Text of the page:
This is the first of several articles from the “old” site that I will be reissuing on the blog. I have some great info on tarps along with a file full of assorted schematics that I plan to put together in a tarps entry coming up.
Silnylon is silicon impregnated ripstop nylon. It is extremely waterproof, extremely lightweight (1.1 oz. per yard), and extremely durable. Ultralight backpackers love it for this reason. It’s a little tricky to work with, but making your own gear out of silnylon is very rewarding. Tarps, tarptents, raingear and even re-usable shopping bags can be made with silnylon.
You can find it at Thru-hiker.com, Outdoors Wilderness Fabrics. Check the Sources page for additional suppliers.
- use “taut sewing”: apply tension to the fabric with your hands, in front of and in back of the needle. The object is to tension the fabric, not pull it through.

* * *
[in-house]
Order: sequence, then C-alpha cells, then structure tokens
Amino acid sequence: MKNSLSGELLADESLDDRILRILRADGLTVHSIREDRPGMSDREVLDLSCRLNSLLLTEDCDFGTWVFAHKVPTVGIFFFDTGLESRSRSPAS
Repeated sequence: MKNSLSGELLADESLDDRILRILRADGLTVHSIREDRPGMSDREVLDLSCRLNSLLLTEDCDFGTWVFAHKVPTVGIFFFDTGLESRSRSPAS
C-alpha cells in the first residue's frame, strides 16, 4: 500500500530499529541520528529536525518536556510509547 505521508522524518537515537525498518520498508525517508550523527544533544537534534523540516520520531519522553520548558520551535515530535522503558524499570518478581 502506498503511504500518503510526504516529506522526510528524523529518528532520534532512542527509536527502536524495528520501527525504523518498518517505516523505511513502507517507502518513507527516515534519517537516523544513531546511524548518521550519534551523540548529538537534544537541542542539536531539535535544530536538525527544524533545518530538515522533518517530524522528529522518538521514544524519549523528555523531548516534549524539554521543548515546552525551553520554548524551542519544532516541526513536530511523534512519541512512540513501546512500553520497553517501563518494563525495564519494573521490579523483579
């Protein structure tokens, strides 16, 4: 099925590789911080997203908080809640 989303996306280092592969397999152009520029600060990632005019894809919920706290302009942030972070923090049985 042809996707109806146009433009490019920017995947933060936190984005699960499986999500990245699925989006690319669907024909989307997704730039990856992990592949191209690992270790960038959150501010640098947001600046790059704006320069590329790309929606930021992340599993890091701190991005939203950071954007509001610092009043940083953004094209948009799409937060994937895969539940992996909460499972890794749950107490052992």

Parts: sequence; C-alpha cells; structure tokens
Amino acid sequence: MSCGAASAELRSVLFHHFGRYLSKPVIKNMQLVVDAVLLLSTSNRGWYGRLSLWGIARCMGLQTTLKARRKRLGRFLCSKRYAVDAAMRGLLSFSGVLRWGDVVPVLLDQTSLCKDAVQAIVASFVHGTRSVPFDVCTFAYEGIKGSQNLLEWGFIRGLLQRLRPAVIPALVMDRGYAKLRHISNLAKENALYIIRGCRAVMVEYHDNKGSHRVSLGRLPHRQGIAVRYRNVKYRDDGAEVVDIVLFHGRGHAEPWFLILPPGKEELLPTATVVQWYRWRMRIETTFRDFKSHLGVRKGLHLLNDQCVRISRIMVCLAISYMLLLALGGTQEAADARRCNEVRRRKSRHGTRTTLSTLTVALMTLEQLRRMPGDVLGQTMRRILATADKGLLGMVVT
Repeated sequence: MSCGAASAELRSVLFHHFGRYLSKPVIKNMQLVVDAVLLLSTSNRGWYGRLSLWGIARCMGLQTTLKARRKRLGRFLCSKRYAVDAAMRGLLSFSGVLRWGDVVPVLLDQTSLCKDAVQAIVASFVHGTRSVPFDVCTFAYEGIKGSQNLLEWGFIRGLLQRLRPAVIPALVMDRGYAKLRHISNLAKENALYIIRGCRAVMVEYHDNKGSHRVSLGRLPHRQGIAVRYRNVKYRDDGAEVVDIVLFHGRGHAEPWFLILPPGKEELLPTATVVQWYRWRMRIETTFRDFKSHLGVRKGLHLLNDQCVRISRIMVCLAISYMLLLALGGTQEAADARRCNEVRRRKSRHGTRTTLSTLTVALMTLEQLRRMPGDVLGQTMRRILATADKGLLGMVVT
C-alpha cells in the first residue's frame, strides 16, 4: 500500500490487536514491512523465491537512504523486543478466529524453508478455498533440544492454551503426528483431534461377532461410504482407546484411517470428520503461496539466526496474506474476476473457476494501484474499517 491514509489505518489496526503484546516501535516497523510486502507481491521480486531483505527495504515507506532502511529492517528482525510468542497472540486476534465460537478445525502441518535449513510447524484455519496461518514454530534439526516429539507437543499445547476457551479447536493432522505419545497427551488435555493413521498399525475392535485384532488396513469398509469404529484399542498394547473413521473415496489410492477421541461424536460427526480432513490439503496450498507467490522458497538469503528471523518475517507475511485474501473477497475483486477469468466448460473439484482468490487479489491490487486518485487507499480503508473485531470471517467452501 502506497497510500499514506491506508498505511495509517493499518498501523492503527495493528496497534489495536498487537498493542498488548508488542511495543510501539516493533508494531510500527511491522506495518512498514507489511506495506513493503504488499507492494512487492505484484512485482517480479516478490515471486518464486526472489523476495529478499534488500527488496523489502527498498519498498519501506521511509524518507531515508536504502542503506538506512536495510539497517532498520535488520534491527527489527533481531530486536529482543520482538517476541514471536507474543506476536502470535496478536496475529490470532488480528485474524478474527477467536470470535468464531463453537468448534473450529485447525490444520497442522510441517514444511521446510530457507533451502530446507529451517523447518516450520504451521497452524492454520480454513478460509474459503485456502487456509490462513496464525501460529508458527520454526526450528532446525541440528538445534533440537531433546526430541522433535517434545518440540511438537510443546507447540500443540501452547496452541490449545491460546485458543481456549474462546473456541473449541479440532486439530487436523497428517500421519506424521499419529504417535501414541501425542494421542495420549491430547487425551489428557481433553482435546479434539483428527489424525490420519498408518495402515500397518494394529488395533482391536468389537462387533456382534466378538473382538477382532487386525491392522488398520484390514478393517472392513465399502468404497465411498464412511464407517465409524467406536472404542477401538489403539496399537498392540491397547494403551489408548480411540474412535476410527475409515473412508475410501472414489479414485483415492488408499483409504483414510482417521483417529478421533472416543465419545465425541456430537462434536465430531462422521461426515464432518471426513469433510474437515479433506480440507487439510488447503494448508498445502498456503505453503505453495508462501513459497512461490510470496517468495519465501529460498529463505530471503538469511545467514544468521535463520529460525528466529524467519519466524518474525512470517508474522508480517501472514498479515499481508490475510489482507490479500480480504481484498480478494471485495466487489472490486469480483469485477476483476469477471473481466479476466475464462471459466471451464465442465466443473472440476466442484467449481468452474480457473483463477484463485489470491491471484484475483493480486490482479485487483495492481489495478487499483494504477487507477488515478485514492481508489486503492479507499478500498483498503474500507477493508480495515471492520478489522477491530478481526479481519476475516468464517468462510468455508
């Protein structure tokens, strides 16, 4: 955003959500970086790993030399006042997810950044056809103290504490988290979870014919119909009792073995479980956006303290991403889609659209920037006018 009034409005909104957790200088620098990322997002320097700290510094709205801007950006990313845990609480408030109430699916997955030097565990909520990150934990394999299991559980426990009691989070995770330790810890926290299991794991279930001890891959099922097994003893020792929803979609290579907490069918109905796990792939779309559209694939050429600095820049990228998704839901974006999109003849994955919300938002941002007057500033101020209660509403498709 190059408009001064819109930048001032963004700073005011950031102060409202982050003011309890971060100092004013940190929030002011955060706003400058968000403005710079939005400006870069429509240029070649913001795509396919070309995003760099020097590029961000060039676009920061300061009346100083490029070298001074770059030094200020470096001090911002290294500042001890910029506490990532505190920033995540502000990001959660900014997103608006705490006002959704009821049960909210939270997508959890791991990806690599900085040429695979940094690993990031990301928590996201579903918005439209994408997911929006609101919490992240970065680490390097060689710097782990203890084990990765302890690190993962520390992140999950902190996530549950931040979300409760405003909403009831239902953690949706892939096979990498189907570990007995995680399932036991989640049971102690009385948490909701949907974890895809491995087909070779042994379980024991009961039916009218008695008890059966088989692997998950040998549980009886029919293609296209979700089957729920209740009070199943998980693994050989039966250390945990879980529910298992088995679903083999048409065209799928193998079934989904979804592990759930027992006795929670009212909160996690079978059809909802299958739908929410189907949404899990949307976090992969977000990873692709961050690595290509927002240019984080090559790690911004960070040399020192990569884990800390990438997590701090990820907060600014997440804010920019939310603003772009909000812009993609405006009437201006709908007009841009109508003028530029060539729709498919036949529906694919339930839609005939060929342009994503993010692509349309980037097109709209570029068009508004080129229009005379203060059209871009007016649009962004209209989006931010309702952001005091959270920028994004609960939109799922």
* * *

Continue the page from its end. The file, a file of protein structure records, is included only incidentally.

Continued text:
- use a good quality polyester thread
- a walking foot (even feed) is a very helpful accessory
- Use a #80 or 90 needle and make sure it is new and sharp
- glue stick
- binder clips
- pins in seam allowance
- use SHARP shears.
- try hot cutting two layers with a soldering iron, using a sheet of glass underneath. This will seal your cut edge so it won’t ravel, and if your two edges are going to be seamed anyway it will hold them together.
- rotary cutter with mat
- Plain Hem: fold 3/4″ twice and edgestitch.
- Mock flat fell seam: illustrated here. To make a “mock” felled seam, use a 1″and 1/2″ seam allowances, and fold the longer one around, then top stitch
- Seam illustrated at Ayce’s Workshop
Sealing silnylon: use McNett Silnet.